Singapore— The country’s Transport Minister said on May 16, Thursday, that the price of maintaining air traffic services will cost Singapore a few billions of dollars in the coming decades. This is needful, he said, considering that we have one of the most heavily-used air spaces in the world..
Hence the need for big investments in air traffic management capabilities.
Mr Khaw said at the Civil Aviation Development Forum in Beijing,
“Some commentators think that managing air space is a viable business venture, but they are wrong. Fees by airlines barely cover the high cost of managing airspace properly.”
At the moment, the country’s air traffic management system costs over S$300 million. And, despite it only being commissioned six years ago, upgrading to the next level is already in the works in order to prevent “obsolescence,” Mr Khaw said.
Channel NewsAsia (CNA) reports that he was forthright with how much these new developments would cost. “Over the next few decades, we expect to spend a few billion dollars to continue providing air traffic services to the highest standards of safety and efficiency,” the Transport Minister asserted.
Aside from the ever-developing technology, air traffic control manpower is another area where a big investment is needed. “This is a labour-intensive and skills-intensive profession,” he said.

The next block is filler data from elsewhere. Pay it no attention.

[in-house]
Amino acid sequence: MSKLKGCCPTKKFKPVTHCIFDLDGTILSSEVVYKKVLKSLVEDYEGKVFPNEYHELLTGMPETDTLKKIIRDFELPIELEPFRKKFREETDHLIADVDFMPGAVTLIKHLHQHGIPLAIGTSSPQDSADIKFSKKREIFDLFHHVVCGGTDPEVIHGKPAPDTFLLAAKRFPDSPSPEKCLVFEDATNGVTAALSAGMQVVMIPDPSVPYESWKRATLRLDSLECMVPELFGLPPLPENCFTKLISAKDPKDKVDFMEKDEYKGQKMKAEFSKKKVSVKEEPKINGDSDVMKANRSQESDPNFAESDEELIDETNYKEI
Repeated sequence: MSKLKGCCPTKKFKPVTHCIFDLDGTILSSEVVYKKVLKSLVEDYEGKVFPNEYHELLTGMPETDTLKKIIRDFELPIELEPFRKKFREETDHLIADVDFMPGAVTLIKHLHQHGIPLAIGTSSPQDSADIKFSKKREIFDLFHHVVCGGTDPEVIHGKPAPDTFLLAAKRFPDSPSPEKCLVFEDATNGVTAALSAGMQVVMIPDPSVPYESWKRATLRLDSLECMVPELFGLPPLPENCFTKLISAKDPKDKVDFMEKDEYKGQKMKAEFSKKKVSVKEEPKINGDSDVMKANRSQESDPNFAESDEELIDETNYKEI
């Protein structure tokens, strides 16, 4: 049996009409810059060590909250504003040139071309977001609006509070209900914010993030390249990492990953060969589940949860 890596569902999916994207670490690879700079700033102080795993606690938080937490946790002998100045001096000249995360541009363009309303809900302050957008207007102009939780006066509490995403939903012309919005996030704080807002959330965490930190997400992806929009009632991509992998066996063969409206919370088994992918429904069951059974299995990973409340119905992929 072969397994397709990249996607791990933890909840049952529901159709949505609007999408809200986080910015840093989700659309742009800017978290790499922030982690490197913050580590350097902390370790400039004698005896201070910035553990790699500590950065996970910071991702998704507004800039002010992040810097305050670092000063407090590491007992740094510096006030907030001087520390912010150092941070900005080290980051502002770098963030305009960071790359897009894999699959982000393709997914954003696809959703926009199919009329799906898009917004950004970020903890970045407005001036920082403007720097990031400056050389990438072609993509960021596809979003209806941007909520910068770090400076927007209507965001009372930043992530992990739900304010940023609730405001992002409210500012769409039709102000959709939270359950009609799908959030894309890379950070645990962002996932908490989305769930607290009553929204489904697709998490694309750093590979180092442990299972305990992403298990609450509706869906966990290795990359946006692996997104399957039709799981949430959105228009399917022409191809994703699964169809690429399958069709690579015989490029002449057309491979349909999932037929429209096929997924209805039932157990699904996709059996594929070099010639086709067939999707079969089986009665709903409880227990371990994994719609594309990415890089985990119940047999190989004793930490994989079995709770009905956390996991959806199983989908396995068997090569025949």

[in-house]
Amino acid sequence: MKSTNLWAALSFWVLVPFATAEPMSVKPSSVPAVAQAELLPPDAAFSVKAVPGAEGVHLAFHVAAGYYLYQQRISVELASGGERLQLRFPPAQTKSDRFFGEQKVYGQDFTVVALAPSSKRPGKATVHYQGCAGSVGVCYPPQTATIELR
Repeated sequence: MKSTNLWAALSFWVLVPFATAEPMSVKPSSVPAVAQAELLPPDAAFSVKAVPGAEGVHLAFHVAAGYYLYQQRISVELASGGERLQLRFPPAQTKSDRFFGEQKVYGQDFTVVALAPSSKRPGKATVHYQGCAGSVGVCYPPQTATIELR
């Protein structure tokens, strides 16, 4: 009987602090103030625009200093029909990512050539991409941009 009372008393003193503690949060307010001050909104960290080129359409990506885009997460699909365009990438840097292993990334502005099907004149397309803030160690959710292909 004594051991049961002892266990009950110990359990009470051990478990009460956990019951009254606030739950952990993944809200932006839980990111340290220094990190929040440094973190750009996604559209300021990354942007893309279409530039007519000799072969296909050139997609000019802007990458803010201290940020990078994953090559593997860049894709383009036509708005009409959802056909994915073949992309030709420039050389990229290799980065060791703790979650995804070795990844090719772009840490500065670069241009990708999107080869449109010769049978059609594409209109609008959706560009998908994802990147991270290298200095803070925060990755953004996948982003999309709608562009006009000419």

There are 700 air traffic controllers deployed throughout the country, all of whom study and train extensively for their jobs. the Singapore Aviation Academy also has a new Aerodrome Simulator, which lets trainers enact simulations of unplanned incidents in order to get air traffic controllers used to handling such situations.
Additionally, air traffic controllers from other states may also avail of this type of training in the country, since we are collaborating with the International Civil Aviation Organisation.
The Transport Minister said, “With significant air traffic growth, air navigation service providers bear the heavy responsibility of providing air traffic services safely and efficiently.
To manage increasingly crowded and complex airspaces, heavy investment in state-of-the-art technologies and systems, as well as investments in continuous training and upskilling, are critical.”
Nevertheless, he admitted that there is room for improvement when it comes to the operational efficiency of airspace management, which he said is generally fragmented, which causes higher airline fees, inefficiencies, and longer flight times.
“To fully realise the benefits of air traffic growth, we should rethink the current arrangements,” he said Mr Khaw. “This is where governments should take the lead, in integrating airspace and optimising its use.”
To illustrate this, he used the example of ASEAN nations, whose vision is to have a seamless Asean Sky— a unified airspace with procedures and operations that are in sync and are interoperable.
The Transport Minister said that when this becomes operational, there will be a “multi-fold increase” in airspace capacity, cost reductions, less delays, as well as greater safety of air traffic management.
He acknowledged, however, that this will take time as well as trust built between partner nations. “It will, however, require governments to take an enlightened win-win approach, grounded on mutual trust. It will take time to realise such a vision. But I am confident that it will happen because it’s the right thing to do.”/ TISG